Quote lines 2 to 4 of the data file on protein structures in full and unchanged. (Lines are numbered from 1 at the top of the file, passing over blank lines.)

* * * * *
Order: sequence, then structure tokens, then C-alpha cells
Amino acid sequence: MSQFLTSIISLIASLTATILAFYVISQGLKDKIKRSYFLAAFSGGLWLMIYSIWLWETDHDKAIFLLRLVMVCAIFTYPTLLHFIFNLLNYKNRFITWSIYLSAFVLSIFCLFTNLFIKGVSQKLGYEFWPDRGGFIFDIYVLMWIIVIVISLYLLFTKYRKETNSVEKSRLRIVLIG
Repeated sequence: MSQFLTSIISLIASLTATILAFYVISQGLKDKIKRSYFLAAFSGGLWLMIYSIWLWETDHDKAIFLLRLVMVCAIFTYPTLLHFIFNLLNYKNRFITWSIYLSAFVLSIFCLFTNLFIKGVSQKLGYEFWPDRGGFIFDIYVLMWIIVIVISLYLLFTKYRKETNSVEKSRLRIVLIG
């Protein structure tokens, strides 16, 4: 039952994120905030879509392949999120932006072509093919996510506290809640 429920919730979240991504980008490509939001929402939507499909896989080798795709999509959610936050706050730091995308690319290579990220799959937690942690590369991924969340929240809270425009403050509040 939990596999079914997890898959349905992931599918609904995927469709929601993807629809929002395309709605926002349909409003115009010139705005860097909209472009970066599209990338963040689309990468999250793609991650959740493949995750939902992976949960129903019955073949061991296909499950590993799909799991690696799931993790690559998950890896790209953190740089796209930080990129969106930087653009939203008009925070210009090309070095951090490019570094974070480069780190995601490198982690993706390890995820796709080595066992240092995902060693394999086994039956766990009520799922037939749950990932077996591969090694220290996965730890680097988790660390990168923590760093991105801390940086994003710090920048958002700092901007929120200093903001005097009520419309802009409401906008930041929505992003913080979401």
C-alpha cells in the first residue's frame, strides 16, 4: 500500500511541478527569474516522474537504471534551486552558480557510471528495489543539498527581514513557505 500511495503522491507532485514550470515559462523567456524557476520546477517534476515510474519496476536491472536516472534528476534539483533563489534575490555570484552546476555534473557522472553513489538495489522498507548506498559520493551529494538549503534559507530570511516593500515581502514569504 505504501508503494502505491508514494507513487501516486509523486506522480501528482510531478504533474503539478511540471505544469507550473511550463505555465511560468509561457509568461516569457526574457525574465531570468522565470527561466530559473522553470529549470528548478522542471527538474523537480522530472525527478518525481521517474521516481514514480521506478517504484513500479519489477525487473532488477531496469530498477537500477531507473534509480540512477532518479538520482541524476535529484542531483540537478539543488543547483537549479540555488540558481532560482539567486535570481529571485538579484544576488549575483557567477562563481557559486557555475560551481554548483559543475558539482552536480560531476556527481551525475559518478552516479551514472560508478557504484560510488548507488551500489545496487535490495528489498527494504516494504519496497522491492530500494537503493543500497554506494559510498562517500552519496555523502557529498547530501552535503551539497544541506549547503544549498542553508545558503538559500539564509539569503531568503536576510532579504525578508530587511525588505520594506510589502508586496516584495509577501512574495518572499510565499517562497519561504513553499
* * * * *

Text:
Amino acid sequence: MSQFLTSIISLIASLTATILAFYVISQGLKDKIKRSYFLAAFSGGLWLMIYSIWLWETDHDKAIFLLRLVMVCAIFTYPTLLHFIFNLLNYKNRFITWSIYLSAFVLSIFCLFTNLFIKGVSQKLGYEFWPDRGGFIFDIYVLMWIIVIVISLYLLFTKYRKETNSVEKSRLRIVLIG
Repeated sequence: MSQFLTSIISLIASLTATILAFYVISQGLKDKIKRSYFLAAFSGGLWLMIYSIWLWETDHDKAIFLLRLVMVCAIFTYPTLLHFIFNLLNYKNRFITWSIYLSAFVLSIFCLFTNLFIKGVSQKLGYEFWPDRGGFIFDIYVLMWIIVIVISLYLLFTKYRKETNSVEKSRLRIVLIG
């Protein structure tokens, strides 16, 4: 039952994120905030879509392949999120932006072509093919996510506290809640 429920919730979240991504980008490509939001929402939507499909896989080798795709999509959610936050706050730091995308690319290579990220799959937690942690590369991924969340929240809270425009403050509040 939990596999079914997890898959349905992931599918609904995927469709929601993807629809929002395309709605926002349909409003115009010139705005860097909209472009970066599209990338963040689309990468999250793609991650959740493949995750939902992976949960129903019955073949061991296909499950590993799909799991690696799931993790690559998950890896790209953190740089796209930080990129969106930087653009939203008009925070210009090309070095951090490019570094974070480069780190995601490198982690993706390890995820796709080595066992240092995902060693394999086994039956766990009520799922037939749950990932077996591969090694220290996965730890680097988790660390990168923590760093991105801390940086994003710090920048958002700092901007929120200093903001005097009520419309802009409401906008930041929505992003913080979401």